6 important lessons everyone can learn from American veterans

Extraordinary courage, camaraderie, dedication, sacrifice: these characteristics epitomize the soldiers defending American freedom in warzones across the world. But those tremendous qualities do not disappear when our brave men and women return to the home front, and there’s much for us all to learn from their valor.

“Because many of us have not served in the military, we lack a direct connection to the men and women who protect our country. There are so many lessons we can learn from their sacrifice that can help anyone live better,” says Howard Schultz, president, chairman and ceo of Starbucks Coffee Company. “Over 95 percent of Americans have no direct tie to the veterans of the Iraq and Afghanistan wars. Is it healthy for a nation to be so detached from those that protect it? Is there more we can be doing to engage our veterans than simply saying thank you?”

In a new book, “For Love of Country,” Schultz and co-author Rajiv Chandrasekaran, associate editor at The Washington Post, tell stories of breathtaking valor and put forward a compelling account of the contributions veterans are making at home and abroad, arguing that our engagement with them is vital.

“To do right by our veterans,” Chandrasekaran says, “we have to recognize what they have accomplished and understand the skills and values and discipline they have acquired.” Here are six lessons from our veterans than can better your own life. For more information about “For Love of Country” and additional stories of valor, visit ForLoveofCountryBook.com.

1. Recognize the importance of sacrifice
During an insurgent attack, Sergeant Leroy Petry saw a live grenade land a few feet from two fellow soldiers. Knowing it had a four-and-a-half-second fuse, he grabbed the grenade and tossed it away, expecting to sacrifice his life for his colleagues. His sacrifice saved his comrades, and earned him a Medal of Honor. What are the sacrifices you can make for a friend, for a colleague, for your family? Sometimes, it’s necessary to put others before yourself.

2. Embrace change
Service men and women are subject to constant change: a sudden transfer that requires a move across the globe or an injury that limits what the body can do. In an ever-changing environment, change must be embraced with optimism, enthusiasm and resilience. Are you prepared to make a move for the benefit of your family? Or are you ready to take on a new role at work? While change may seem disruptive, reacting to it quickly and calmly will benefit you in your career and personal relationships so that no matter what changes, you can always come out on top.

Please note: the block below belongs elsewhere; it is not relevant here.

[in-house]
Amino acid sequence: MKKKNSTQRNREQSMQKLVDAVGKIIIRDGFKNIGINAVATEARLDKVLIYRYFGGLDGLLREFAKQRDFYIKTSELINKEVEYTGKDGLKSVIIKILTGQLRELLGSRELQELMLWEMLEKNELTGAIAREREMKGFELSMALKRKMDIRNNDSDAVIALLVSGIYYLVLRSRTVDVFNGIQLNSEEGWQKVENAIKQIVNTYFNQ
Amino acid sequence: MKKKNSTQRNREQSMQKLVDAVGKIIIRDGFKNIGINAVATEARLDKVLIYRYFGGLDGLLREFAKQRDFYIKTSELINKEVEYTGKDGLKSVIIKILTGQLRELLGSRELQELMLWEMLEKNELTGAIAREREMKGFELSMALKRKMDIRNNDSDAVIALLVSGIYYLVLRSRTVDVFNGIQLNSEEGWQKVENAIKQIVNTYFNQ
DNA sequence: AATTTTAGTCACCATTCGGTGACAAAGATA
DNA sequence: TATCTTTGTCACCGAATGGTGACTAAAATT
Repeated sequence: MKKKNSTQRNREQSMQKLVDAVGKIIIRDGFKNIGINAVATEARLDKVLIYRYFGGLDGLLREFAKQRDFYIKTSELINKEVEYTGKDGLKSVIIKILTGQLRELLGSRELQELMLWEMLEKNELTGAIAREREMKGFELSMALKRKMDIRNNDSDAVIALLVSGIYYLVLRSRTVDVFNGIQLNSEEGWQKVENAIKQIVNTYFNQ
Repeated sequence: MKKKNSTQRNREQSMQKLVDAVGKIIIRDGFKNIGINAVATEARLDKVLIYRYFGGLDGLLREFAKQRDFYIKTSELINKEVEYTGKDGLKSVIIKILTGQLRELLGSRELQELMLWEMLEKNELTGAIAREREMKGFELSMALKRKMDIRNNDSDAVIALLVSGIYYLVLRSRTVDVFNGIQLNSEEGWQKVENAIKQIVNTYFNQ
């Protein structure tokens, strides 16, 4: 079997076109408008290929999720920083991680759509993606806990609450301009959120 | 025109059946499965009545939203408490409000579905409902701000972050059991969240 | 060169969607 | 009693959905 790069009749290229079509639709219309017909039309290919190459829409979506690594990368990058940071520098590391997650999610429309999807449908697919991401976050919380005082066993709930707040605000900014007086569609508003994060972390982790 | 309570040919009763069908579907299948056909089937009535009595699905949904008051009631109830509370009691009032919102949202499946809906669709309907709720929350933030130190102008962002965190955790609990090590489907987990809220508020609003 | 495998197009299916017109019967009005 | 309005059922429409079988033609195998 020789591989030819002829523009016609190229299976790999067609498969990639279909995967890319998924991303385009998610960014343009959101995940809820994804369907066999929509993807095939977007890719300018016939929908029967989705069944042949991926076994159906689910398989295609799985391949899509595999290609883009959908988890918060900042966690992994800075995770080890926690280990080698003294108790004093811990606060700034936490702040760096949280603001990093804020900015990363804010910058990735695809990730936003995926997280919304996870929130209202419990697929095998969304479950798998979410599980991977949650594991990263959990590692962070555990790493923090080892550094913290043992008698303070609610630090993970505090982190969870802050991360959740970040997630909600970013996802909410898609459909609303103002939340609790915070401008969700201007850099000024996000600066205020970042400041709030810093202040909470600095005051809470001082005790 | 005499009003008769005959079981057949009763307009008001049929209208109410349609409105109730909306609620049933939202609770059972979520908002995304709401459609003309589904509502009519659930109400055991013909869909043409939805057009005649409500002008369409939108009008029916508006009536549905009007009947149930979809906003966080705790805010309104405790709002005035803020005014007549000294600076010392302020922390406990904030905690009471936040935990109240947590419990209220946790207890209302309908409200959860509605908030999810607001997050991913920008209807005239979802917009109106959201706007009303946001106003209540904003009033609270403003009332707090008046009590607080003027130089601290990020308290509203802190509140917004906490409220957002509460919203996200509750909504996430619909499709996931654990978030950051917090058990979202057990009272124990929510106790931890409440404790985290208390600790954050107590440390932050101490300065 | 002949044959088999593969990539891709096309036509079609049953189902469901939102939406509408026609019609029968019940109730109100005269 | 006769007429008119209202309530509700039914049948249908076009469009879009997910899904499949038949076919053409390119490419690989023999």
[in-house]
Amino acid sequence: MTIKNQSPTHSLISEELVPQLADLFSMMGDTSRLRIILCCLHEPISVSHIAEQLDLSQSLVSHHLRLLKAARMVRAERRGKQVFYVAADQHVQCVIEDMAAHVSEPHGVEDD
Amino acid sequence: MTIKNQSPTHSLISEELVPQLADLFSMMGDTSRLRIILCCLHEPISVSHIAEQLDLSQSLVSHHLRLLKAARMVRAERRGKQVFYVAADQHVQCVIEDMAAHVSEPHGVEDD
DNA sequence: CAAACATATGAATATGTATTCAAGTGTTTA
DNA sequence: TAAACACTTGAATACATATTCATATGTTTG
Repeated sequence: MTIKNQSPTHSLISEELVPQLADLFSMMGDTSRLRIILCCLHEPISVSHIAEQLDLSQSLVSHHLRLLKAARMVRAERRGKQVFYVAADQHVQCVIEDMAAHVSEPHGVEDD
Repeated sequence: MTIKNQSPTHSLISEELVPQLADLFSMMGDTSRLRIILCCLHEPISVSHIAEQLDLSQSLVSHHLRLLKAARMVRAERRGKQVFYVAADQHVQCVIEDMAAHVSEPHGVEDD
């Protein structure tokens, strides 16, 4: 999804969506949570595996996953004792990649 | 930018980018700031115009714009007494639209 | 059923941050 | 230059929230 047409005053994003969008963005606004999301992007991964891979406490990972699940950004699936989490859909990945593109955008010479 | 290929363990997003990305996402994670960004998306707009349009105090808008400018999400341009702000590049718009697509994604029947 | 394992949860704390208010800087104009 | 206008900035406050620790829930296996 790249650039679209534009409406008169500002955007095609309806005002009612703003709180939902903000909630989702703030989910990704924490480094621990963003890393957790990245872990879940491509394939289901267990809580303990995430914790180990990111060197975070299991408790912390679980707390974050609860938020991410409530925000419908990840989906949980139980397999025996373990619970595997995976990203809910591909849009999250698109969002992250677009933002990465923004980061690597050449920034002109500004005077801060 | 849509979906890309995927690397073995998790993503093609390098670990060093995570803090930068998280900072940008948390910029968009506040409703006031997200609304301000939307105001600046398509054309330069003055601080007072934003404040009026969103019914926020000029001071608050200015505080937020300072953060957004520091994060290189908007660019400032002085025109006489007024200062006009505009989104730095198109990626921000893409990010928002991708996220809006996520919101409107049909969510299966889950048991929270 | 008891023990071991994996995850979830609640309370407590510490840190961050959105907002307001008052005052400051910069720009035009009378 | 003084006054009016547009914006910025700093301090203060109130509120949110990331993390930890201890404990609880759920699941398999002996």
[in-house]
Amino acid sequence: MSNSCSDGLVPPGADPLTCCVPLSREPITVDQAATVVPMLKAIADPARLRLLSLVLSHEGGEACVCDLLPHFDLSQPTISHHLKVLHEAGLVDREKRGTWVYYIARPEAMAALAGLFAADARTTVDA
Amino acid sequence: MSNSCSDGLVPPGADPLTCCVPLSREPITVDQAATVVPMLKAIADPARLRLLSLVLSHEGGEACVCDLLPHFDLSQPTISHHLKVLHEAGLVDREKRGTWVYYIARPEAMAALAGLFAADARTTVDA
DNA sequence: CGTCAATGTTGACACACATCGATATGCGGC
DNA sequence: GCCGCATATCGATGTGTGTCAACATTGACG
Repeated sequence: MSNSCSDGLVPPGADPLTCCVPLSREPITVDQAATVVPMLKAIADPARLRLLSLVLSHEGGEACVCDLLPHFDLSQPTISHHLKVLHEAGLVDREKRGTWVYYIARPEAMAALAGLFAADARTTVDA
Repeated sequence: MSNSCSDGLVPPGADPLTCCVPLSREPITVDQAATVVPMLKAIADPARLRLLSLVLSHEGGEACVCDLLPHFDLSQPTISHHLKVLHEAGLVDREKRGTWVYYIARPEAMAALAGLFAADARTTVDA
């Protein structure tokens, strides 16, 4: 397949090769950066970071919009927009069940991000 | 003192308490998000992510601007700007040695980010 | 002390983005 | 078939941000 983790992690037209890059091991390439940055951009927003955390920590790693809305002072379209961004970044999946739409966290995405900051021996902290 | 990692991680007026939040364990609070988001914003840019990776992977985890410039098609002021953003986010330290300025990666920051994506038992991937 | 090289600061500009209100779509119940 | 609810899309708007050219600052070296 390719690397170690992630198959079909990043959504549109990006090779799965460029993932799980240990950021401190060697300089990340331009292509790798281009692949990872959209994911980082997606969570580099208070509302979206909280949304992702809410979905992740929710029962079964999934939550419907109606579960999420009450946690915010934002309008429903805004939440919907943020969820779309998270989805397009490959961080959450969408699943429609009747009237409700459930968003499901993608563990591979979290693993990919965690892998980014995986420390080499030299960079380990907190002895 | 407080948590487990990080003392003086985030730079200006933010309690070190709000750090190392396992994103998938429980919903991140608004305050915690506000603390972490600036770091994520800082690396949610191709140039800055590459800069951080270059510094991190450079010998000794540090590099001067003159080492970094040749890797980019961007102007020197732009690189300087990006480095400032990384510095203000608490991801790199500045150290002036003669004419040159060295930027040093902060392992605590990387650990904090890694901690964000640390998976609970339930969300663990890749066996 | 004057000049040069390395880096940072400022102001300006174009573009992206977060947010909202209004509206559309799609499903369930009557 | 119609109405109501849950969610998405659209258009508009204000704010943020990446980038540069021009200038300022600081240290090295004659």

3. Face adversity head on
Kellie McCoy was the first female engineer officer to join the Army’s famed 307th Engineer Battalion. Her comrades wrote her off as unfit for the job, but she addressed the adversity head-on, and today she is a captain at Fort Drum, NY. The world is dominated by sexism, racism, and class disputes – speak up about these issues. It will open up a dialogue that challenges precedents and opens the door for new opportunities.

4. Always offer help
When the Hunter family lost their son and their home to a quarter-mile-wide EF4 tornado in Arkansas, Team Rubicon, a disaster response crew founded by retired Marines and staffed by volunteer veterans arrived at the scene quickly to help by picking through debris, cooking food, and offering comfort in a time of need. The Hunters found solace – and so did the veterans who helped restore order in the wake of the tragedy. Do you get calls from telemarketers and emails from foundations? Money can be a great help in a time of crisis, but don’t always reach for your checkbook: seek out ways to donate time and assistance, and you’ll be amazed at the connection you’ll feel to your community.

5. Discipline, determination, dedication
Pressed uniforms, strict workout routines and dietary regimens, proper address of superiors: the military is well-known for its high standards, a strict set of rules that underscore respect and attract admiration. Drill sergeants may not populate civilian life, but consider this: disciplining your mind and body to adhere to a routine requires determination and dedication – two characteristics that can lead you to achieve goals. Looking to land a new job? Polish up your resume and take on more responsibilities. Looking to lose some weight? Plan your meals and create a workout routine. A strict routine will demand the discipline, determination and dedication necessary to succeed.

6. Persevere under stress
Imagine yourself in combat on a battlefield. Bombs falling and enemies looking for a quick victory: it’s one of the most stressful situations and yet, there is no time to stress – life and death can be determined in a matter of seconds. Obsessing over a stressful situation will only prolong it, and without clear thinking and planning, will you get the result you’re looking for? Take what is stressful in your life, analyze it without agonizing over it, and plan for the best result – then execute it.


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